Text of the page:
1. You wrote:

    "I have hopes that I may yet, even at this late stage, be of witness to the glorious and faithful Christian example which he did his utmost to sustain and continue."

    I, myself, proceed from the hypothesis that I maintain the capacity to yet become a late bloomer.

    As for your stated goals I would offer the example of another person. Coincidentally, he was also a great admirer of Chesterton.

    William F. Buckley, Jr. maintained any number of close friendships with people whose positions and arguments he regularly dissected and rendered foolish. I think this infuriated other liberals because I know so many who have revealed a visceral hatred for the man. Gore Vidal, as far as we know, was willing to enter enter the hereafter carrying a remarkable hatred for him. Be forewarned.

    Alvah Whealton

  2. May the Lord Jesus grant you grace in this endeavor!

    I am going to list your blog in the Ethics Forum Blogroll.

  3. How about some Chesterton/Wells/Shaw debate links? I'm curious now...

    One of your cubs

  4. Mr. Haley,

    You are embarking on a worthy undertaking, and your efforts will be in my prayers. (Partly in hope that you will serve as an example for me to emulate.)

    Pax et bonum,
    Keith Töpfer

  5. Such is well and good. It reveals that our shepherd is guided by natural law and wise instincts. If we do not invest our guidance and protection upon the next, and then the next generation, the result is all form of abomination.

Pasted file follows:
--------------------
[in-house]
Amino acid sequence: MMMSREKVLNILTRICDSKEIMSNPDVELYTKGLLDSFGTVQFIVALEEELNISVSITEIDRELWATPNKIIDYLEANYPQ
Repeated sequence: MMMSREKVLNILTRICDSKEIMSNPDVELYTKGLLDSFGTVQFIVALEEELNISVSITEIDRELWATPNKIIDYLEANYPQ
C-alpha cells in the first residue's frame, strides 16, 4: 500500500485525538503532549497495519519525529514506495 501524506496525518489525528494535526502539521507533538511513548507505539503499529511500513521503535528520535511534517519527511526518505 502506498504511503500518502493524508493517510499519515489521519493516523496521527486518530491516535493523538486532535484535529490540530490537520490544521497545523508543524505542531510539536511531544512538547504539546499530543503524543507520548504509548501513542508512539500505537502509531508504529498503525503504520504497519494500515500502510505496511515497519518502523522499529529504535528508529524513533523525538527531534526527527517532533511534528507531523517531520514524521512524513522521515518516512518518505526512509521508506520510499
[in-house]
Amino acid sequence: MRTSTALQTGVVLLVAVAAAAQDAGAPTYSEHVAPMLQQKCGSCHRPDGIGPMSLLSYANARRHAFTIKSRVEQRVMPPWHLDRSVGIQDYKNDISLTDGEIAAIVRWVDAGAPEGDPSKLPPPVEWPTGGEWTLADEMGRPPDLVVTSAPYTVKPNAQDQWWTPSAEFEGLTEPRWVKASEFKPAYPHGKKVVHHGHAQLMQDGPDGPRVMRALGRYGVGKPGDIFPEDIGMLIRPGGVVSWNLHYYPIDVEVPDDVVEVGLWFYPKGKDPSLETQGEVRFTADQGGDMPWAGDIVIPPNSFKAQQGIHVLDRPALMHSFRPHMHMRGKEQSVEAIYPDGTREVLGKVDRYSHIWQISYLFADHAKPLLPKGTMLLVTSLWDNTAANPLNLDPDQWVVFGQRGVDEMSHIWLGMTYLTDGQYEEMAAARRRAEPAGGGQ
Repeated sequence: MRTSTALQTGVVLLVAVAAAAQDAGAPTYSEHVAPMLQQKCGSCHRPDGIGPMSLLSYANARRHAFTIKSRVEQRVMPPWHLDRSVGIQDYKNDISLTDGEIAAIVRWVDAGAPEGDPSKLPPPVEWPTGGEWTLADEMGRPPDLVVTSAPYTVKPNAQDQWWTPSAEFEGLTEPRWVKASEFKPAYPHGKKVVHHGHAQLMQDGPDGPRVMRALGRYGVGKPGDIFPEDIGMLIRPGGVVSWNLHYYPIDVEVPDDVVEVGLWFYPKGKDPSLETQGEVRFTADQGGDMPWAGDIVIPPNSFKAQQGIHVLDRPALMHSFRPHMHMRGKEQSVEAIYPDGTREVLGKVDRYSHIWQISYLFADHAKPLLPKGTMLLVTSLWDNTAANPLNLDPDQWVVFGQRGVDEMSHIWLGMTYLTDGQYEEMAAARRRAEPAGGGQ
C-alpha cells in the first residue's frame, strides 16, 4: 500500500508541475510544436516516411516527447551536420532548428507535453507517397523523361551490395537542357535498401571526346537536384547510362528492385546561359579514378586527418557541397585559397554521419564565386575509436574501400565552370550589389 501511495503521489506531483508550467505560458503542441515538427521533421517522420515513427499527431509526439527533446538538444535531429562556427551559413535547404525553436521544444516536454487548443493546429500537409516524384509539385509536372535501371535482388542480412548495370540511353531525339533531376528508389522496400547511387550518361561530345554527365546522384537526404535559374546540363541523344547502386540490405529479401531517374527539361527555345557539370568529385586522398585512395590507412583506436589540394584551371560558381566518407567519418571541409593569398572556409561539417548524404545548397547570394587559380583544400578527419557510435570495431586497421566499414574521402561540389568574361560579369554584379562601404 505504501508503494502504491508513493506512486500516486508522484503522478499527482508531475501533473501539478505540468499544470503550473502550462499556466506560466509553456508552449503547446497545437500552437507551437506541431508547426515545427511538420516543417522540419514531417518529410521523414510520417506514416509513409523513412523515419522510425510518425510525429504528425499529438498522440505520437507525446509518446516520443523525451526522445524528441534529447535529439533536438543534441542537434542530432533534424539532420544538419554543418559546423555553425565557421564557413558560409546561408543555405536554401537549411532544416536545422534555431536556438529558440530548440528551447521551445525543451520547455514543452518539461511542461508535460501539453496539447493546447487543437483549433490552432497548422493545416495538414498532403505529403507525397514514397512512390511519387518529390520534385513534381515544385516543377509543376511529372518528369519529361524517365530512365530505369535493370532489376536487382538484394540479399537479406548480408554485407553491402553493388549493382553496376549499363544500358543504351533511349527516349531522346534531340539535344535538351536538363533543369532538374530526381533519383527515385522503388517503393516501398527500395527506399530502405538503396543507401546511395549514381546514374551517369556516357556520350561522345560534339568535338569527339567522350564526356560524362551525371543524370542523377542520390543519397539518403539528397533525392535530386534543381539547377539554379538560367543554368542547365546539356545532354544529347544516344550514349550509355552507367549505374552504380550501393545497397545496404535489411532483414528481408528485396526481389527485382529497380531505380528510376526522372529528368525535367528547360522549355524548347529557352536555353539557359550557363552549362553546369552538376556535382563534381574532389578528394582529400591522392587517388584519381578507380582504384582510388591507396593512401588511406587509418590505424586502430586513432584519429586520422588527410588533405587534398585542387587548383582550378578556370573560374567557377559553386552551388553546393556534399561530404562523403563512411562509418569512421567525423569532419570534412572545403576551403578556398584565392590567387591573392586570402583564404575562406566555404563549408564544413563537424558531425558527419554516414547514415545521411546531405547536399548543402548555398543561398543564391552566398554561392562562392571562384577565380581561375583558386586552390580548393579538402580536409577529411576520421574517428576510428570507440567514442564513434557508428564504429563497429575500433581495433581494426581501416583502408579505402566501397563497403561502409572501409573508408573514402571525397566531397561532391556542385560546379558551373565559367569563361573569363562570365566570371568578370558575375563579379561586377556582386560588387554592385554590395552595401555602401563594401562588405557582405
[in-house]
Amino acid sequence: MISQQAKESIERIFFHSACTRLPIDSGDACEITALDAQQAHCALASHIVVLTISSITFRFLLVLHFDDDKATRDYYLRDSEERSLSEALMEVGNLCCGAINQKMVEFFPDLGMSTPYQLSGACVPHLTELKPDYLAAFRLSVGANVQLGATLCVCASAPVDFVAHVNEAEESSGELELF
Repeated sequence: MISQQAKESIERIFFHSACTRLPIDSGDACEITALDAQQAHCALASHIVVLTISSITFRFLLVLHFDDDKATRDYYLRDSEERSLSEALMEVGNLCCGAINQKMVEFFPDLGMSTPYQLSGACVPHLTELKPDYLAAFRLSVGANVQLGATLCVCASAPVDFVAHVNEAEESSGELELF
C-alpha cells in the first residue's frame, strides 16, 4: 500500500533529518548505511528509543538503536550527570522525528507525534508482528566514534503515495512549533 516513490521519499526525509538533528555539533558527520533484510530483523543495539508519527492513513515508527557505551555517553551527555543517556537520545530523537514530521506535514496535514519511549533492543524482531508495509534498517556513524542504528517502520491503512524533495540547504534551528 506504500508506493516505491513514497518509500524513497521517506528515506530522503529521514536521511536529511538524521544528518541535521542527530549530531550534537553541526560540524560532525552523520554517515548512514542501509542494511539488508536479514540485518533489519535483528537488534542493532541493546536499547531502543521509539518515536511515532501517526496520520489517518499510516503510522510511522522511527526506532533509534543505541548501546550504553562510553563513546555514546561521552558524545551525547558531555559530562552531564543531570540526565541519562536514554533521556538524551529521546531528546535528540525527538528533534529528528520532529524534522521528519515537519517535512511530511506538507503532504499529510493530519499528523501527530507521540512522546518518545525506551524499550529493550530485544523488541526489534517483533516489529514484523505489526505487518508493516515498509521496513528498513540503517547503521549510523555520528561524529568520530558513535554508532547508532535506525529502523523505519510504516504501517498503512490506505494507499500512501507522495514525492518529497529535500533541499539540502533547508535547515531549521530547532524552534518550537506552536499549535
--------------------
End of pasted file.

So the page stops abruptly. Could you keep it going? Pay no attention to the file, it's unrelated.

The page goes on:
The Nazarene showed us in that famous admonition, "But Jesus called them unto him, and said, 'Suffer little children to come unto me, and forbid them not: for of such is the kingdom of God.'"

    The investment in civility with those who worship naught or who worship Baal to me seems a task with no dividend. I choose to not raise my hand against them, but their presence is insufferable, their condescentious nature is intolerable. To think of the waste of such intelligence and talent...George Bernard Shaw, how does one reach into that dark place where his soul should have been?
    Watching and listening to Liberace on the piano....where is his daughter or son to carry on and provide joyful noise unto Man and God?
    BUT! Even at this late stage of my very successful and rewarding life, I can be instructed; especially by the Vicar of this Blog, and those who contribute to it on a regular (or intermittent)basis.
    Therefore, I resolve to re-engage to the utmost extent to those with whom I hold no truck. Someone who caused great damage upon my homeland used the phrase, "...with malice towards none and charity for all..." and I shall be guided by that notion.